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We have a small office of 7 people total with 1 linux server running as our fileserver as well as our samba DC

Am wondering if its feasible to upgrade our server and virtualize the desktops. The employee's physical development machines wont have to be very powerful and they just connect to the server.

What are the implications here and if its a good idea, what should I consider before going ahead with it?

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Another issue is that most servers don't have a good video subsystem and most vdi solutions need that. Sure this can be replaced, I just wanted to make you aware of the issue. – tony roth Jun 30 '10 at 14:44
What operating system are you using for the desktop and What applications are you running? – Cristian Ciupitu Jun 30 '10 at 14:47

I work for a small business as well and we looked into VDI a while back. Here's what I learned and I'll expand on a few of these points below.

  • VDI needs scale to get a ROI.
  • To do it correctly takes a large initial investment, especially in a small business which lacks some key infrastructure in most cases.
  • Not all jobs/applications lend themselves to virtualization.
  • All desktops here have 2 monitors and thin clients that support this aren't much cheaper than a desktop.

Scale and Startup Cost
You can do it on a small scale and on a tight budget but I don't think you'll be happy with the results. To do it correctly unfortunately takes quite a bit of upfront capital investment that at a small scale that we didn't think yielded a very good ROI.

From the software side of things you'll want to invest in VDI management tools to deal with vm provisioning, connection brokering, and remote desktop protocols that support multimedia acceleration. These deal with spinning up and managing new virtual machines, managing patching, and balancing the load on the physical hardware. Normally these things are packaged together but they can be split up and purchased separately if you don't like the offerings from a single vendor.

On the hardware side of things you need to consider that you're not only consolidating processing power, which is cheap and plentiful these days, but also IO which is not cheap and plentiful. Also a single point of failure poses a larger risk to the operations of the company so you need to try to minimize that risk a bit. This all means you need to have multiple servers with a proper NAS or SAN storage environment to run this on.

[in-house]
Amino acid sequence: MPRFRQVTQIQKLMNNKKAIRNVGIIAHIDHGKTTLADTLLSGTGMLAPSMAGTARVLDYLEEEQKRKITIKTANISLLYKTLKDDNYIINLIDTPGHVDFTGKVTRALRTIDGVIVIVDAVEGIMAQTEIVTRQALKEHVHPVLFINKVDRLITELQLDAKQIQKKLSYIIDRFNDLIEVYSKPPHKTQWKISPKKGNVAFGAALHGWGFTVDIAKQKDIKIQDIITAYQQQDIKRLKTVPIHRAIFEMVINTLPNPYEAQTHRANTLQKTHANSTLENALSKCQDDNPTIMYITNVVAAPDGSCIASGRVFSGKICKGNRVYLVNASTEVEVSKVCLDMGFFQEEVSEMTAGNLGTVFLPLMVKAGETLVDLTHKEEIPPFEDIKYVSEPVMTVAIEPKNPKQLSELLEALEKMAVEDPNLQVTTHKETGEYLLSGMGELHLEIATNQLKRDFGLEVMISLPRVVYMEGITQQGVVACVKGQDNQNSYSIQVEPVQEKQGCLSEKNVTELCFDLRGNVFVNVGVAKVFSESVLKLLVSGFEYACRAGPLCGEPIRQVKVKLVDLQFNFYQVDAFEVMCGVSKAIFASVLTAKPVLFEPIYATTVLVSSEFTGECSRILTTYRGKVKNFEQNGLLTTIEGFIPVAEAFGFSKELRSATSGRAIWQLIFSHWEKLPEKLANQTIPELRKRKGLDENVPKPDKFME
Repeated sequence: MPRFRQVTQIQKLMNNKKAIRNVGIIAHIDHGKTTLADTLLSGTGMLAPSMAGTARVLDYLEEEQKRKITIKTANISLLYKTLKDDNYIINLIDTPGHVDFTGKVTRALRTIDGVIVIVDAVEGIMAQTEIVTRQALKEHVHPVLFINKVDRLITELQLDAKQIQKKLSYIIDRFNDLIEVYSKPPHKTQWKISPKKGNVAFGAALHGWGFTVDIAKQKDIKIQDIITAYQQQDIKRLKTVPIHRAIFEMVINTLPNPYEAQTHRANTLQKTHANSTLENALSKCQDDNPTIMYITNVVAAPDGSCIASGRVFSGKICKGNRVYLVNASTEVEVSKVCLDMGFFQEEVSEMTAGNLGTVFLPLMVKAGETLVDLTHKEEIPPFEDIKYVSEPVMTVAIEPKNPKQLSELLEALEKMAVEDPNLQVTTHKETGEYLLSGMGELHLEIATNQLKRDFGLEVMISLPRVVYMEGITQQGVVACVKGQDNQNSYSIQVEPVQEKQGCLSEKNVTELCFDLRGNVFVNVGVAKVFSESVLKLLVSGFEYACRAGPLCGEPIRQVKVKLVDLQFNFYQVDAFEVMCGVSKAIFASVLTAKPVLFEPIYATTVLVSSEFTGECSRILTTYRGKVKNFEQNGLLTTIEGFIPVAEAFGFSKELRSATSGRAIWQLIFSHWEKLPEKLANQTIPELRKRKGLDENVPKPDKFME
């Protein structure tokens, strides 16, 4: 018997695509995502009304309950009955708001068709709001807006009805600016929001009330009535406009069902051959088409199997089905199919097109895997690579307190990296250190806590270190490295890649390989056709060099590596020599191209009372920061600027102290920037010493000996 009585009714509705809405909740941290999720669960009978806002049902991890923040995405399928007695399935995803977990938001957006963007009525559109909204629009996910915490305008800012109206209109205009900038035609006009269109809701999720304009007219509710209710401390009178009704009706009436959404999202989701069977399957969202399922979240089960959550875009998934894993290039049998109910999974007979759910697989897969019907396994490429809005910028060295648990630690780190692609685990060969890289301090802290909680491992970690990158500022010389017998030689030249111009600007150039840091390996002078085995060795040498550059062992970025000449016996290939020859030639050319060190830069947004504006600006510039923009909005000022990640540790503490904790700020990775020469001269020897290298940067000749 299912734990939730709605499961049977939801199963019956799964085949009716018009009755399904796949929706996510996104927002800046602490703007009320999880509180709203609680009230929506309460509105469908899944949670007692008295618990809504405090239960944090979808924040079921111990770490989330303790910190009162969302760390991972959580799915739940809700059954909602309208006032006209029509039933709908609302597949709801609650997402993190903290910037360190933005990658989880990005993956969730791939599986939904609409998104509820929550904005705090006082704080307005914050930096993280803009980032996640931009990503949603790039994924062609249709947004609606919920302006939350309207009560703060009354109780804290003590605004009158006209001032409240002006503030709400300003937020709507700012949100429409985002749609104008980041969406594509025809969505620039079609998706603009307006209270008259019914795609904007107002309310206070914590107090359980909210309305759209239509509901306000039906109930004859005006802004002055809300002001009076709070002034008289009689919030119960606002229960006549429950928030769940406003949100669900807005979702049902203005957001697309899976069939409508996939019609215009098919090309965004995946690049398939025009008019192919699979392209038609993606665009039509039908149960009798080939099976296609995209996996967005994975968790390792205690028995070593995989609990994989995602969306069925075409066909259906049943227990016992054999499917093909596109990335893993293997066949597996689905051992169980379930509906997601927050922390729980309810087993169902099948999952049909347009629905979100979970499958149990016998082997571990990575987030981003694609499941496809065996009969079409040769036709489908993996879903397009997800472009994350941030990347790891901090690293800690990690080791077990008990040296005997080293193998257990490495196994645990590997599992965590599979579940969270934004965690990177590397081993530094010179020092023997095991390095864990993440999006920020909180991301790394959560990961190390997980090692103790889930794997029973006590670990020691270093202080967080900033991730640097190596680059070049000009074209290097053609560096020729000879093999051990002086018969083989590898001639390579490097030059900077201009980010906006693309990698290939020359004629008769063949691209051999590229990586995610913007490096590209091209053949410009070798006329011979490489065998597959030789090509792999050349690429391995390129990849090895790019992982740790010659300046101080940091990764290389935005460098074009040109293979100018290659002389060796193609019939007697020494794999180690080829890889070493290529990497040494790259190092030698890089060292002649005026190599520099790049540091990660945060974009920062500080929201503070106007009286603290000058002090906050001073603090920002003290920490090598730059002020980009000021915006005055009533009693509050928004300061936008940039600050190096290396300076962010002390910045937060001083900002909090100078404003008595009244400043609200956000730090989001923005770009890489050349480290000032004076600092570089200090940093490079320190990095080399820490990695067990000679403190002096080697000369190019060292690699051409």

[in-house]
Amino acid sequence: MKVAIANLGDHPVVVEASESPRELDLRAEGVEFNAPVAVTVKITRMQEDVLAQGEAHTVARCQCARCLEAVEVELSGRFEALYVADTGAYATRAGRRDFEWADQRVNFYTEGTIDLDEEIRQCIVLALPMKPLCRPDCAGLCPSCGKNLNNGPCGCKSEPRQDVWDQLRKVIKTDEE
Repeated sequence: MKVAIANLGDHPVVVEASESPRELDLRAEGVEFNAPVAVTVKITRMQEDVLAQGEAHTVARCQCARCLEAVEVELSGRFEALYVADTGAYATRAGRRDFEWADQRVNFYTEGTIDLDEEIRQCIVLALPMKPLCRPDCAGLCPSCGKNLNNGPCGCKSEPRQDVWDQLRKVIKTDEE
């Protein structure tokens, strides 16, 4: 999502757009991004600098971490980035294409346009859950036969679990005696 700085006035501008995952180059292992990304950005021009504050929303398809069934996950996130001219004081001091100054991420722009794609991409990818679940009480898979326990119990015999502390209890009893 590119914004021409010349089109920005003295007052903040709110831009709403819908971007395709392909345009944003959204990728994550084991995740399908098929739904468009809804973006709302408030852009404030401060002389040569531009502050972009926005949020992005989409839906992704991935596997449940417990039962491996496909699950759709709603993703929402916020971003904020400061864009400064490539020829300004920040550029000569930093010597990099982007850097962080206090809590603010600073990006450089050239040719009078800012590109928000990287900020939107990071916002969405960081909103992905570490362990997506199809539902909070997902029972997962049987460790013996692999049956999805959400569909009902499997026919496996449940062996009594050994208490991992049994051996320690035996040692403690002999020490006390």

For the thin clients you can get by with using the existing desktops rather than dedicated thin clients but now you're managing the VDI and the desktops. If you lock down the desktops good then that shouldn't be too much overhead. So that's doable. But if you go the thin client route then that's going to take some more up front capital but they should last longer than a desktop.

How much all this costs really depends on what infrastructure you already have in place. But most small businesses don't have the proper infrastructure.

Things are improving but if your expectations are to have the same experience and capabilities of sitting at a physical desktop then you'll likely be disappointed with the current state of VDI. It's getting better and it current can deal with office type apps where you're mostly dealing with text pretty well. Multimedia is still a bit troublesome though. There are some commercial remote desktop protocols that attempt to address/accelerate this and I found that they do help. However the primary roadblock we ran into was the fact that the majority of our desktops are used for engineering apps for PCB design, Electrical, and Mechanical Engineering which rely on hardware 3d acceleration (OpenGL) don't work well or at all in some cases. I think some of the PCoIP stuff that's coming out now may fix these current issues but it's still relatively new and expensive.

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multimedia works perfectly if you use SPICE instead of RDP. you can watch youtube and divX movies, work in photoshop and autocad etc. – dyasny Jun 30 '10 at 15:02
My testing was done with RDP, HP's RGS, and Experience Optimization Protocol from Quest. RDP was the worst of the bunch and Microsoft is replacing it with RemoteFX now. But both photoshop and autocad can run fine without hardware acceleration and don't really push graphics subsystem like Pro-Engineer and other solid modeling/analysis tools that we use here. – 3dinfluence Jun 30 '10 at 15:18

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